Norbert Haug, Vice-President, Mercedes-Benz Motorsport commented: "Since MERCEDES GP PETRONAS was formed as a new team in early 2010, we have been putting in place the building blocks for success. Our technical organization was strengthened by the arrival of Bob Bell and, working closely with Ross, he has identified the areas where we can improve still further. Aldo and Geoff will reinforce our technical management and bring the experience required to harness the talents of our people in Brackley; we have also recruited and invested at other levels in order to maximize our competitiveness under the Resource Restriction Agreement. Our goal remains to progress step by step in order to establish ourselves as a front-running team for the long term, in line with the tradition of the Mercedes-Benz Silver Arrows."

Ecclestone admits he cheated as team boss
(PVM) Throughout the seventies and eighties Bernie Ecclestone was team principal of the Brabham Formula 1 team which won two world championships during his tenure, but he admits that his team cheated.

In an interview with the official F1 website Ecclestone, was asked what it takes to build a successful team. The F1 supremo answered, “Good people – good designers, team managers and drivers. But back then, at the times of Brabham, I had a significant advantage. We were the masters of cheating and never got caught."

“That’s not possible nowadays! Today it is all about who’s interpreting the rules best. That means staying within the rules but thinking outside of the box because the control mechanisms are too tight to take a risk," said the 80 year old.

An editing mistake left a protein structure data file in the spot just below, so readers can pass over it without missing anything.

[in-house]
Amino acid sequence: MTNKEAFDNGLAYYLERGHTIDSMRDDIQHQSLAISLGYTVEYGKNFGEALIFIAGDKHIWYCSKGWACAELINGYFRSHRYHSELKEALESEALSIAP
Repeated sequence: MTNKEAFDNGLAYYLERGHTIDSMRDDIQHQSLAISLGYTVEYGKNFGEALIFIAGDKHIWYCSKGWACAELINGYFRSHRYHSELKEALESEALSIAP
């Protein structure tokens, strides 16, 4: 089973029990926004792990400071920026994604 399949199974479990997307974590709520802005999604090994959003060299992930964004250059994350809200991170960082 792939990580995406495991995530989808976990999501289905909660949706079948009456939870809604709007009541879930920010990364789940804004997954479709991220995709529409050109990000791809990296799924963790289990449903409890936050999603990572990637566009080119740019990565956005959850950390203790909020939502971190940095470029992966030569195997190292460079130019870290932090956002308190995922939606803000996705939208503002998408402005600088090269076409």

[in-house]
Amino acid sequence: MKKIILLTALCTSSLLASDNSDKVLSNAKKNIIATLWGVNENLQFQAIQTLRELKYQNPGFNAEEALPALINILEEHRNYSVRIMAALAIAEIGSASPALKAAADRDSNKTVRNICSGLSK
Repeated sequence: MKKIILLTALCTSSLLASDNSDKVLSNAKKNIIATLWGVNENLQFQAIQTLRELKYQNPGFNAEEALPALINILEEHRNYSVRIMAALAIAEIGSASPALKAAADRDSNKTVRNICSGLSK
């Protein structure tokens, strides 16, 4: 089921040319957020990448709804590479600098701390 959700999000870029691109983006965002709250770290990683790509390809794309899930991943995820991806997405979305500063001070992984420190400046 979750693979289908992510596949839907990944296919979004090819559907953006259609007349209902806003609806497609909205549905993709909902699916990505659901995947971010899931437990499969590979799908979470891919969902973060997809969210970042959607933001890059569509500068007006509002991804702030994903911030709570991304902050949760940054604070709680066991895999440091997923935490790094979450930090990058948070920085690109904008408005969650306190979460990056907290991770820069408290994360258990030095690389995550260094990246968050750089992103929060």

Webber blames Pirelli tires for his bad starts
(PVM) Mark Webber has been victim of some bad starts this season and the Australian has revealed that he believes that the Pirelli tires are the culprit in his tardiness off the grid.

Webber wrote in his BBC column, “This year, we have seen the biggest fluctuation in starts for years, which is purely down to the new Pirelli tires and how they perform off the line."

He added, “The rules make it pretty challenging for engineers to get the starts right as launch control and other electronic aids that limit wheel-spin are not allowed. There is a lot of work for the drivers to do as well. I cannot give too much away but there are a number of procedures to go through before we get going."

“When the lights go out, we quickly release one clutch paddle on the steering wheel and feed in a second gradually – that’s the one the driver uses to modulate the grip of the rear wheels," explained Webber who has yet to win a grand prix this year while his team mate Sebastian Vettel has nine victories to his credit.